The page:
The Role of Mycosporinelike Amino Acids as Protectants Against Ultraviolet Radiation During Development of Green Sea Urchins, Strongylocentrotus droebachiensisEPA Grant Number: U915222
Title: The Role of Mycosporinelike Amino Acids as Protectants Against Ultraviolet Radiation During Development of Green Sea Urchins, Strongylocentrotus droebachiensis
Investigators: Adams, Nikki L.
Institution: University of Maine
EPA Project Officer: Hahn, Intaek
Project Period: January 1, 1997 through January 1, 2000
Project Amount: $102,000
RFA: STAR Graduate Fellowships (1997) RFA Text | Recipients Lists
Research Category: Academic Fellowships , Biology/Life Sciences , Fellowship - Zoology
The objectives of this research project are to: (1) determine how ultraviolet radiation (UVR) affects the development of sea urchins; and (2) whether mycosporinelike amino acids (MAAs, potential UV-sunscreens) protect sea urchin embryos and larvae against long-term exposure to UVR.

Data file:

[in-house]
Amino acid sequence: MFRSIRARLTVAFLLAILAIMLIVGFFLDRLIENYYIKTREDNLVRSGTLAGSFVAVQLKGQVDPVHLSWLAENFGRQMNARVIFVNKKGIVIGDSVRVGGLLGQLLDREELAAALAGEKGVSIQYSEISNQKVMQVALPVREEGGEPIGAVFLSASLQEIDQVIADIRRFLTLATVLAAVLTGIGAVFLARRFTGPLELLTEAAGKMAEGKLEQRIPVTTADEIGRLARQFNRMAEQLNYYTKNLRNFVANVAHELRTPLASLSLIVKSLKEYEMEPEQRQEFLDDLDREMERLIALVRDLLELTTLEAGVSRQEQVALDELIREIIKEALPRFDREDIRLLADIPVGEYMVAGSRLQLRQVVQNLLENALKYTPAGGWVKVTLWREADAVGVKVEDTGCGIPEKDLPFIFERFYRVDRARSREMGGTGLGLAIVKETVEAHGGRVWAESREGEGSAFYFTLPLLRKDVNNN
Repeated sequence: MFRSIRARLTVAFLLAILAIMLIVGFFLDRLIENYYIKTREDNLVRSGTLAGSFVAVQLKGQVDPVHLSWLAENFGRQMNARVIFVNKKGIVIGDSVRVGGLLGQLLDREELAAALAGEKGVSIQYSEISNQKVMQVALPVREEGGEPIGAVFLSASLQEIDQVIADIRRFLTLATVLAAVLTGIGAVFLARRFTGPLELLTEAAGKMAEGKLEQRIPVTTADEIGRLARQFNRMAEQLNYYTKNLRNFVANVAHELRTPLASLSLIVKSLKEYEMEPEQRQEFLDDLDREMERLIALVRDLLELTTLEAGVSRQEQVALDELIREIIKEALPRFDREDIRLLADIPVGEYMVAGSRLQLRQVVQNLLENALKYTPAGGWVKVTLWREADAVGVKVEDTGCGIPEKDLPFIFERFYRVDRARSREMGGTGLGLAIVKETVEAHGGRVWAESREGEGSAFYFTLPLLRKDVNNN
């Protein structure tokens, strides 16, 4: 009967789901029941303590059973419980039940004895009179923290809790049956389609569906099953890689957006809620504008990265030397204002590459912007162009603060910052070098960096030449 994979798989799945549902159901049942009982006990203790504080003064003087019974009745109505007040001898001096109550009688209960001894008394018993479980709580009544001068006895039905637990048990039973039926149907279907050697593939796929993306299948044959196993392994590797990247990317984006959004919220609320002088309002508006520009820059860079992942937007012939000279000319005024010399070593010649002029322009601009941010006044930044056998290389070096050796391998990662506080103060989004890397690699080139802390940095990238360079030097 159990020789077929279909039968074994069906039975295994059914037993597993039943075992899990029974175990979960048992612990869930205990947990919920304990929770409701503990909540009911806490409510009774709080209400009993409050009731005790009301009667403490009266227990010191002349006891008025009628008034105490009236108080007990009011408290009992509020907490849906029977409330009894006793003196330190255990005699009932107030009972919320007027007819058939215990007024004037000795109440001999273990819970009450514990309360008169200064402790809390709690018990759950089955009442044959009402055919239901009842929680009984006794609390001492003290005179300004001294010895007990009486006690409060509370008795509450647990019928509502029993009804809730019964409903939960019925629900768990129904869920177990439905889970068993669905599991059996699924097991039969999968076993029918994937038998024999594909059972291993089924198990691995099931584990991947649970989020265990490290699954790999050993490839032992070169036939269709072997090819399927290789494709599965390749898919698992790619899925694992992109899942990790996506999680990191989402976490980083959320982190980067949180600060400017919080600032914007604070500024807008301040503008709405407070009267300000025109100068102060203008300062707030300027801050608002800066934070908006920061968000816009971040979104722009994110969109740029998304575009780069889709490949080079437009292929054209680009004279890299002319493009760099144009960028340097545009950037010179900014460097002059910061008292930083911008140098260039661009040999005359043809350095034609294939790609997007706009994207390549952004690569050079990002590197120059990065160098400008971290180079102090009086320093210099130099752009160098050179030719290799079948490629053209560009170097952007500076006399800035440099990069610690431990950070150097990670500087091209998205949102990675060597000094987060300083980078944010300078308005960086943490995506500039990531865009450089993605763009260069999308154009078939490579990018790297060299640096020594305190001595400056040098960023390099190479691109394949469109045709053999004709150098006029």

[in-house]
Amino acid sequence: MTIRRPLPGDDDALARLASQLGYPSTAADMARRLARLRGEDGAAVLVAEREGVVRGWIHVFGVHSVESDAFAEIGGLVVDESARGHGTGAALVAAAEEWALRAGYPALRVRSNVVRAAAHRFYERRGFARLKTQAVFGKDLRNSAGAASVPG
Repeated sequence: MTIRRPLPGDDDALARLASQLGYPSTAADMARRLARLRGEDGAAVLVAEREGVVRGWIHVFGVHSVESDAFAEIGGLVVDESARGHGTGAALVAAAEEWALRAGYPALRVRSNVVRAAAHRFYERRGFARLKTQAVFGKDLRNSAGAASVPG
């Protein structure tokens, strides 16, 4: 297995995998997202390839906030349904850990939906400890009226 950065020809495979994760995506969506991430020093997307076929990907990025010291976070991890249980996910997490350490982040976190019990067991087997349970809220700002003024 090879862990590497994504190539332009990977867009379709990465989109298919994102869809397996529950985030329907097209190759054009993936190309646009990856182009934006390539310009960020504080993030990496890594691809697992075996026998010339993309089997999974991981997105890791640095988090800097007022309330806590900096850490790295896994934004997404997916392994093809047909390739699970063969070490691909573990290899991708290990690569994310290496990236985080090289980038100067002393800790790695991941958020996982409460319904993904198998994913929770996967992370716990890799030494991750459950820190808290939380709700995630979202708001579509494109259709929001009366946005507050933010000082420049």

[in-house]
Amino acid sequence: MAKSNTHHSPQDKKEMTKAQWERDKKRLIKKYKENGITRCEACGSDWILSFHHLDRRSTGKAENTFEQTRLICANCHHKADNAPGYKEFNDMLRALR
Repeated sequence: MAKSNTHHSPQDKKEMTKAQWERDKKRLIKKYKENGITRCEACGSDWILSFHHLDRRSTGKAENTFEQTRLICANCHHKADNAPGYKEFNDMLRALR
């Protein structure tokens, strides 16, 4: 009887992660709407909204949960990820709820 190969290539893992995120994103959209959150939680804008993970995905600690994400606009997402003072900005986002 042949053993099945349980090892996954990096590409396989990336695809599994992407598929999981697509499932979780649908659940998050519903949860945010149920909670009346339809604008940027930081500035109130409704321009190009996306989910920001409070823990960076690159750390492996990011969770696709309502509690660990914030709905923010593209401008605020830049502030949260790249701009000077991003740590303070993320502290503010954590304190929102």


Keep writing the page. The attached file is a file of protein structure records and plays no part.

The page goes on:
The penetration of UVR and photosynthetically active radiation (PAR) was measured in waters off the coast of Maine to determine the levels of UV exposure local marine invertebrates experience. To examine how specific wavelengths of UVR affect development of urchin embryos, embryos were exposed to one of three treatments using selective wavelength filters: (1) PAR only; (2) PAR + UVA (320-400 nm); or (3) PAR + UVA and UVB. Embryos were exposed for 7 hours per day immediately after fertilization and during their development to pluteus larvae, and were examined daily for normal development or morphological abnormalities. To determine whether MAAs protect against UV-induced damage during development, I protected urchin embryos having high or low concentrations of MAAs from UVR (PAR only) or exposed them to UVR (PAR + UVA + UVB), and assessed their development as described above. MAA concentrations were measured using high-performance liquid chromatography. The percentage of embryos developing normally was compared to MAA concentrations of eggs to determine whether these compounds protect against UV-induced damage.